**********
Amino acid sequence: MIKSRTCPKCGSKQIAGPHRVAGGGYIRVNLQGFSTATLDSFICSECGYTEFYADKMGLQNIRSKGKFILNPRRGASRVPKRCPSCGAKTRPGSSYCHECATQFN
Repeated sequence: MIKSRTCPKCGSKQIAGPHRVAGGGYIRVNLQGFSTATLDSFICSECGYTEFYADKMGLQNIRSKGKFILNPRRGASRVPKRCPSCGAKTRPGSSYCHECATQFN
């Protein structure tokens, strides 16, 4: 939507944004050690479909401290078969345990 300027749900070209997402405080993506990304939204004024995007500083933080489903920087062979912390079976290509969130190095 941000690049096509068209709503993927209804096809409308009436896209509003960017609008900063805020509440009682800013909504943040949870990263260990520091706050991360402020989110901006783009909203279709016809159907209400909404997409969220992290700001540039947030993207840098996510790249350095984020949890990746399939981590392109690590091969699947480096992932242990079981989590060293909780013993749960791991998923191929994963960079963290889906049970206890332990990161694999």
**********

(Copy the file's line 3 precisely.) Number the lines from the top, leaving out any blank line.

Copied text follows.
């Protein structure tokens, strides 16, 4: 939507944004050690479909401290078969345990 300027749900070209997402405080993506990304939204004024995007500083933080489903920087062979912390079976290509969130190095 941000690049096509068209709503993927209804096809409308009436896209509003960017609008900063805020509440009682800013909504943040949870990263260990520091706050991360402020989110901006783009909203279709016809159907209400909404997409969220992290700001540039947030993207840098996510790249350095984020949890990746399939981590392109690590091969699947480096992932242990079981989590060293909780013993749960791991998923191929994963960079963290889906049970206890332990990161694999």